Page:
Start by marking Amoskeag: Life and Work in an American Factory-City as Want to Read: Want to Read savin. ant to Read. When this first came out I used Hareven's Amoskeag, about the huge NH mill, to teach Freshman Composition in Fall River, a larger mill city, though with no one mill so massive. Hareven, Tamara & Randolph Langenbach (Pantheon, 1978). Amoskeag Manufacturing Company of Manchester, . comes to life through the voices of its former employees, who described what it was like working in the mills early in the 20th century. This oral history is enhanced by photographs of the factory buildings & the people who worked in them.

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Fifty years later the Amoskeag complex was the largest textile factory in the world. They talk about their work, their living conditions, their family life, and what they have learned: ""If I had my life all over again, I wouldn't be in the mill. In another fifty years Amoskeag closed down, throwing 17,000 people out of work. This book records the oral history of some of those people and their forebears, most of them now dead. Eventually, after labor battles in the Twenties, the mills close, but not until the owners have squirreled millions in profits in their own private hole.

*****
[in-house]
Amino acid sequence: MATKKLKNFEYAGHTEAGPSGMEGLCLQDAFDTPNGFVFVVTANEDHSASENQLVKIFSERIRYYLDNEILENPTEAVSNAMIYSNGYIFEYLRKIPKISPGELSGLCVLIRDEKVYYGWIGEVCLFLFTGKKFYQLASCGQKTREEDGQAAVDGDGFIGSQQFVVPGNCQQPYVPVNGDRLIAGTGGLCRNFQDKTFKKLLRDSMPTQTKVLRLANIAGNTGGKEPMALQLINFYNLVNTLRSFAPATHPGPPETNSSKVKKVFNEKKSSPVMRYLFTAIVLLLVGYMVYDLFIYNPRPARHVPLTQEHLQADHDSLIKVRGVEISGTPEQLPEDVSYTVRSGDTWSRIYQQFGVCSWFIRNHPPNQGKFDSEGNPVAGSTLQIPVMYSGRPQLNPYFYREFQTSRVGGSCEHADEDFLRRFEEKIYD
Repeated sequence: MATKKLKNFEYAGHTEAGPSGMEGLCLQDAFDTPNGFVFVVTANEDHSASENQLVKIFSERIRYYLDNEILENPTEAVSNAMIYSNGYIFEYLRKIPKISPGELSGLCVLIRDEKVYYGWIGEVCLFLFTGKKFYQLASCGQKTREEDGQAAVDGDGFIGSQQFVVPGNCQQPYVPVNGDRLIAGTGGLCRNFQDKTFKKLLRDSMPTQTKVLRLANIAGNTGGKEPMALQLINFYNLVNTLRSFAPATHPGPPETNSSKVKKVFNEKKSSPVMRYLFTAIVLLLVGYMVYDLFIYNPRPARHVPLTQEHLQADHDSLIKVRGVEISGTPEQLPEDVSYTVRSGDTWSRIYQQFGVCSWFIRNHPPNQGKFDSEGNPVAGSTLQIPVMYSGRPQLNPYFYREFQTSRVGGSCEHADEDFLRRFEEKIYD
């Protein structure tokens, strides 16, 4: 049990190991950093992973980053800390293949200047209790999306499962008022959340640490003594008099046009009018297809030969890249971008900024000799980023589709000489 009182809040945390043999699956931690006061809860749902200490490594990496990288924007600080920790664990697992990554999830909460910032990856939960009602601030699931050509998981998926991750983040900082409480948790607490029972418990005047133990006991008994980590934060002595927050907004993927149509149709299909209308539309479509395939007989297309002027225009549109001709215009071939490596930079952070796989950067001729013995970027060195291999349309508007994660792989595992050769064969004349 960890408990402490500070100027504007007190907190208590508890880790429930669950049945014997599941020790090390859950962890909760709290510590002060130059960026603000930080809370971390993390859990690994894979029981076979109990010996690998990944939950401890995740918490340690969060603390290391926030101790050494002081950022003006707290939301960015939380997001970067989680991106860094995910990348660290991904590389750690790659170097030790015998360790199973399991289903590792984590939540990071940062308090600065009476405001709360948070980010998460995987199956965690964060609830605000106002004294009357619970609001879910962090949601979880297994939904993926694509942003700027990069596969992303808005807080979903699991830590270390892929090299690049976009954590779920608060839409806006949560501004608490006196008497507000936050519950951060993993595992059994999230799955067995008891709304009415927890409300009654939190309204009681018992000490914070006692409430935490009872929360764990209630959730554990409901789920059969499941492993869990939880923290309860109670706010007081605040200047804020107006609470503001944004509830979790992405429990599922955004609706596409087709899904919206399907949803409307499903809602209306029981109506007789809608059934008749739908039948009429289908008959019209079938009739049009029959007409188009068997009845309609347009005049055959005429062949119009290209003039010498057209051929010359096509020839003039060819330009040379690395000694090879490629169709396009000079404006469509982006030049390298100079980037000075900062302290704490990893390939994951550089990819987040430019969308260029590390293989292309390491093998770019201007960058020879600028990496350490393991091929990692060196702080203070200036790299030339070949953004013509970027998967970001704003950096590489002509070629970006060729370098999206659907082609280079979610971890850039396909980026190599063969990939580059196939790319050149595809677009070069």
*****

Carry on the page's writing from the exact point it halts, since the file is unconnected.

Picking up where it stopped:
City of Fallen Angels. More by Tamara K. Hareven. Anonymous Americans Explorations In Nineteenth-century social history. Ageing and Life Course Transitions. Tamara K. Hareven, Kathleen J. Adams. Eleanor Roosevelt: An American Conscience (Franklin D. Roosevelt and the era of the New Deal). Family and Kin in Urban Communities, 1700-1930. Transitions: The Family and the Life Crisis in Historical Perspective (Studies in social discontinuity).

Interviews with workers and their families help recreate what life was like in the industrial town of Amoskeag, New Hampshire
Comments: (7)
Celace
My 4 star rating is based on the fact that, though writing for a limited audience's interest in a limited area of American history, the book is well researched, illustrated and presents some new information on the conduct of 19th century east coast mill communities. The rise and decline of the Amoskeag operation has many unique features not shared by any other mill towns or cities in the world at the time. Excellent material for a college thesis, a historical society program or an introduction for a new Merrimack River enthusiast.
Tujar